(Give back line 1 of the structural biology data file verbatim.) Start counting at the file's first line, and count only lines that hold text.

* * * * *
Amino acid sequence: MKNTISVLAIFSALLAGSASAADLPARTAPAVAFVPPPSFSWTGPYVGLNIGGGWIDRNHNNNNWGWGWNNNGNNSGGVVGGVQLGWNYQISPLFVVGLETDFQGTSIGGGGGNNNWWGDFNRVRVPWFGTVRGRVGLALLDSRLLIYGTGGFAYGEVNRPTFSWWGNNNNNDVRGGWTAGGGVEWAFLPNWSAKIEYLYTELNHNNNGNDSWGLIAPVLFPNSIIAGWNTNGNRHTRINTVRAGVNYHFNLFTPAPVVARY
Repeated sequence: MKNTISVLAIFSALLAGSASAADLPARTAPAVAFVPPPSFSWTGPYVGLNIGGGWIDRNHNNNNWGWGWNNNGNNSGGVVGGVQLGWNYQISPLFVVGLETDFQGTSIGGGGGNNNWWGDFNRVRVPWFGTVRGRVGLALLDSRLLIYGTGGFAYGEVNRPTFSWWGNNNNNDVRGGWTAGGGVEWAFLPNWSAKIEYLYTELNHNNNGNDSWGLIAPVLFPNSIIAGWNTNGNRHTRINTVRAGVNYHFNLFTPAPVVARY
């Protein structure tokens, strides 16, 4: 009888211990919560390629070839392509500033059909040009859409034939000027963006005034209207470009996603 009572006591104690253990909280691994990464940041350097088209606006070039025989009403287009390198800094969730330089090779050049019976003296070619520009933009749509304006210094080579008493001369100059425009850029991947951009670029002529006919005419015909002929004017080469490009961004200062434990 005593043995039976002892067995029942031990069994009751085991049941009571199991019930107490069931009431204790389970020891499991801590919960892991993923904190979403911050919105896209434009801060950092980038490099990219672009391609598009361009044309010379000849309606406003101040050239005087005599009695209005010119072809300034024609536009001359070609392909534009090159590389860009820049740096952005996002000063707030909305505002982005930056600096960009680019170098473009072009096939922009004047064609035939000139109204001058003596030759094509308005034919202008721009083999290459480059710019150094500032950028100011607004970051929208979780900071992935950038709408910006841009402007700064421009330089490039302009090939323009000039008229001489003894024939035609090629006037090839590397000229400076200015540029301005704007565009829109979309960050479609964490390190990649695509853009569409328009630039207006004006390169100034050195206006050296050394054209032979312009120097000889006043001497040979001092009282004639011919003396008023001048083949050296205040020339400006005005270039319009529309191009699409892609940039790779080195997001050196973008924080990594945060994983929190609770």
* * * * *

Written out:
Amino acid sequence: MKNTISVLAIFSALLAGSASAADLPARTAPAVAFVPPPSFSWTGPYVGLNIGGGWIDRNHNNNNWGWGWNNNGNNSGGVVGGVQLGWNYQISPLFVVGLETDFQGTSIGGGGGNNNWWGDFNRVRVPWFGTVRGRVGLALLDSRLLIYGTGGFAYGEVNRPTFSWWGNNNNNDVRGGWTAGGGVEWAFLPNWSAKIEYLYTELNHNNNGNDSWGLIAPVLFPNSIIAGWNTNGNRHTRINTVRAGVNYHFNLFTPAPVVARY